Hallway Studio

January 22, 2019

I’ve spent my career wandering. When the path seemed interesting and scary, I followed it. If I needed a skill I didn’t have, I chose a path where I could learn it.

It’s easy to get lost on the path. It’s easy to get distracted from what we really want by status, money or comparisons to our peer group. It’s easy to think that there is a single career path to follow or limited options.  

At some point you are going to stop walking and try and figure out where you are and where you want to go or you will be forced to choose. When I was forced to chose, a friend gave me a tool to help me figure out what I really wanted. This simple exercise has helped me and folks on my team figure out what we want so we can plan together on how to get there. This is the one I made a year ago.

My mapping exercise from a year ago

Map your interests and strengths

Think about all of the activities usually done in your role or industry and plot them on a 2×2 matrix. The X axis should show how good at something you are and the y axis is how much you are interested in it. Base your strengths on feedback from your colleagues or ask them directly for input.  

Identify your needs

As you look back on your career what environments and role did you do best in and what did your really like about them? What do you need to be successful?

  • Impact
  • Problem solving
  • Service
  • Clarity
  • Freedom
  • Recognition

Also look back at the jobs you’ve had and the environments you’ve worked in then document what bugs the crap out of you.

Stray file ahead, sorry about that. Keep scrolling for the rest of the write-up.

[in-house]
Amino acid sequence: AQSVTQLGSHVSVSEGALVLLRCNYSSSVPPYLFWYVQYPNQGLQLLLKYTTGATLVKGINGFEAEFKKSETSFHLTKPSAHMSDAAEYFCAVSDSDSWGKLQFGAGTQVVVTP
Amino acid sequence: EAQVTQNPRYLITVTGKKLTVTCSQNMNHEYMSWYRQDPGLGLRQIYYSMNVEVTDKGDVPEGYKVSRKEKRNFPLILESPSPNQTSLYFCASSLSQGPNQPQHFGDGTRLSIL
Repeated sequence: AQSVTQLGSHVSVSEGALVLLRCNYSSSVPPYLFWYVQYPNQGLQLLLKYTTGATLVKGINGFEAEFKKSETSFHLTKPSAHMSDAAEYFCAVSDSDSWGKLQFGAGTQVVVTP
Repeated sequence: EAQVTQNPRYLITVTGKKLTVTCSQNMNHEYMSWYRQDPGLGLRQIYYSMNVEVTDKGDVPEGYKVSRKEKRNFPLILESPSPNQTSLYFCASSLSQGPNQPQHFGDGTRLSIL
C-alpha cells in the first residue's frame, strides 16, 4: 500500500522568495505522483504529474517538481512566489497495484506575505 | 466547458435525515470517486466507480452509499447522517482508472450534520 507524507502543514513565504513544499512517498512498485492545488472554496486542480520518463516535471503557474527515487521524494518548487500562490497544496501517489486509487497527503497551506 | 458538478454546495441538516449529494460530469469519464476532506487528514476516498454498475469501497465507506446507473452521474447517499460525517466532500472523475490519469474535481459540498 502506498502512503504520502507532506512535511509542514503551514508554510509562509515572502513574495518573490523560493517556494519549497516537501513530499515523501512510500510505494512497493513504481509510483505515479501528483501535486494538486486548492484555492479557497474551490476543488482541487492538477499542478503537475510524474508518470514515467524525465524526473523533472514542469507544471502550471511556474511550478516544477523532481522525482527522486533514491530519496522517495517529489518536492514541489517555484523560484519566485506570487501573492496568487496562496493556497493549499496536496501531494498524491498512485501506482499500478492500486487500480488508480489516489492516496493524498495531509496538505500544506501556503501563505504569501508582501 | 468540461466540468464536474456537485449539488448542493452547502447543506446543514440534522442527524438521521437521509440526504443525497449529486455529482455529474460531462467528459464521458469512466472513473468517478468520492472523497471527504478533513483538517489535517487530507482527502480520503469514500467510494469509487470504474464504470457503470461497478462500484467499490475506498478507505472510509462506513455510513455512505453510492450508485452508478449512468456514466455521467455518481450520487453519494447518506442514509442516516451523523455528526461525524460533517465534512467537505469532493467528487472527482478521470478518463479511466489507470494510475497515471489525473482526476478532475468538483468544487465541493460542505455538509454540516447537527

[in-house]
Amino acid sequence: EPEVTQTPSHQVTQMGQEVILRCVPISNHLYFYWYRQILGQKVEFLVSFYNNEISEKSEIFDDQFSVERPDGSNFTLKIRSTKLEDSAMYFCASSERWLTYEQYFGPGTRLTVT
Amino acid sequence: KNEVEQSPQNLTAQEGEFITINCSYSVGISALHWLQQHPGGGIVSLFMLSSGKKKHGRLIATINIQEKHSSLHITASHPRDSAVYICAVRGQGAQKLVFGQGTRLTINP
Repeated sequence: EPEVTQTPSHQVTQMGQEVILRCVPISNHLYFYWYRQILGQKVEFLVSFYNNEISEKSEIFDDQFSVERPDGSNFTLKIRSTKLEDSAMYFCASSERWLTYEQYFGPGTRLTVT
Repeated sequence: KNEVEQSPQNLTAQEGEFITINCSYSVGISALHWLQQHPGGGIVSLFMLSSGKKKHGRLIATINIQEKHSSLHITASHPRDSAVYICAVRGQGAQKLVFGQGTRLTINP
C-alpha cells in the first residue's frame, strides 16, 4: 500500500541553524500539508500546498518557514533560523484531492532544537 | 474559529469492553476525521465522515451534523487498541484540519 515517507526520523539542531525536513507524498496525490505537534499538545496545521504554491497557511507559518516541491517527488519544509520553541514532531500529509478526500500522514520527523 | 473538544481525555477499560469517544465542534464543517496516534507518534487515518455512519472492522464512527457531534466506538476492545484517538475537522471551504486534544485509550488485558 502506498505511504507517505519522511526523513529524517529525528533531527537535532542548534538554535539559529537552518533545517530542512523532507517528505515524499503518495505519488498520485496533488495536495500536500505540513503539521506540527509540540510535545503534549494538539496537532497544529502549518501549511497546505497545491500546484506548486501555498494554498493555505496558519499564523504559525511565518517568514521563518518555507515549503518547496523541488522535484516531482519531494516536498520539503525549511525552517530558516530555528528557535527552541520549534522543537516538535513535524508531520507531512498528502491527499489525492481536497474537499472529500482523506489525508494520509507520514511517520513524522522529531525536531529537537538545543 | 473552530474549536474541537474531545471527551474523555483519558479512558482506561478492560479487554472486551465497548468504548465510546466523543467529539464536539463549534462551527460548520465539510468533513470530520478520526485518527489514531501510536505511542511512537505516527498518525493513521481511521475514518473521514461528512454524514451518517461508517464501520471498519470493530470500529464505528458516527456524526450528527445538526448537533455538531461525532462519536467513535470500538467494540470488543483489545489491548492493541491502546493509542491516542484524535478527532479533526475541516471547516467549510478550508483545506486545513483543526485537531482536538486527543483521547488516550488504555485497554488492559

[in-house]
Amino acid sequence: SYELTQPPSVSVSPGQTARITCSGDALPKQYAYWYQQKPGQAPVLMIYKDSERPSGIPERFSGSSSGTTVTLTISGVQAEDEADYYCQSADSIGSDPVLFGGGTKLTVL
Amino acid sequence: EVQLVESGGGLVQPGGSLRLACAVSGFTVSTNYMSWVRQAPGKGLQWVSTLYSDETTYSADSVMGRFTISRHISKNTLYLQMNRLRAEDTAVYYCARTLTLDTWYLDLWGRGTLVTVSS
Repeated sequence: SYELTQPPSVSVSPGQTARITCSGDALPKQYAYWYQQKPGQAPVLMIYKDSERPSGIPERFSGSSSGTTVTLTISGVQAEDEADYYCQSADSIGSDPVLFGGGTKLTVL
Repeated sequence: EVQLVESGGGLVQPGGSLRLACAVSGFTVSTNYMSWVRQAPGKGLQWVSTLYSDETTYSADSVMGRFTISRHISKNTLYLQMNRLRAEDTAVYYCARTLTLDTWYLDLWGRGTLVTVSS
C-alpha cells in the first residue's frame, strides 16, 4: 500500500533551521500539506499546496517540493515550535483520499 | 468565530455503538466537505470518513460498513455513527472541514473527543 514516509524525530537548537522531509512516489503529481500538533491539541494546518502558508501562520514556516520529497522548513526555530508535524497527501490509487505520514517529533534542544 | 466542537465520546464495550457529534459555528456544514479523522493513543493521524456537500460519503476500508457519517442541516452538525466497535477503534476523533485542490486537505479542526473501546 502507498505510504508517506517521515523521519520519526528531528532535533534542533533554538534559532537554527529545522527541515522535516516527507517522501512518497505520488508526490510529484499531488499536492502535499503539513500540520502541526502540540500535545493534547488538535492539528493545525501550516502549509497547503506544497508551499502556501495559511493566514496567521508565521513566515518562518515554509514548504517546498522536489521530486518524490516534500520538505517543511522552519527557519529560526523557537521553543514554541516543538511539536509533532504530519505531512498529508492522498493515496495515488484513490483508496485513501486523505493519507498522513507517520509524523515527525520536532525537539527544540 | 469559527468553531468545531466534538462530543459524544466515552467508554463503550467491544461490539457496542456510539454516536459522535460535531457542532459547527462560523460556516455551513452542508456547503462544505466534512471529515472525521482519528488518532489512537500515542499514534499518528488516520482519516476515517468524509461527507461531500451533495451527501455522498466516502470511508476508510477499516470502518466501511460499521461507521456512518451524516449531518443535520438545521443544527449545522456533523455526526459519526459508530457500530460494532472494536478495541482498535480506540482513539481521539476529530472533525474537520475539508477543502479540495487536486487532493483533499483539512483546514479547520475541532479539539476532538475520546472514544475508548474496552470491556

• Micromanagement
  • Travel
  • Politics
  • Change

Do a gut check

To humans everything is relative, it can be very easy to get stuck in what you think the answers should be instead of what they are. Take a hard look at your answers and ask yourself if this is reality or what you think it should be.

Years ago I had a team member who wanted to be promoted so I discussed it with our assigned HR person. I asked about the process and requirements when she stopped me dead in my tracks and asked “why does he want to be promoted?” I must sheepishly admit that I didn’t know. Turns out he was looking for more money and at that company money was easier to get than a promotion. Knowing what he really wanted made it easier to help us.

Take a step

Review your assessment with your manager, a mentor, a trusted colleague. See what you can do in your current role and company to get you closer to what you’re looking for.

Image: The virgin river at Zion National Park in Utah

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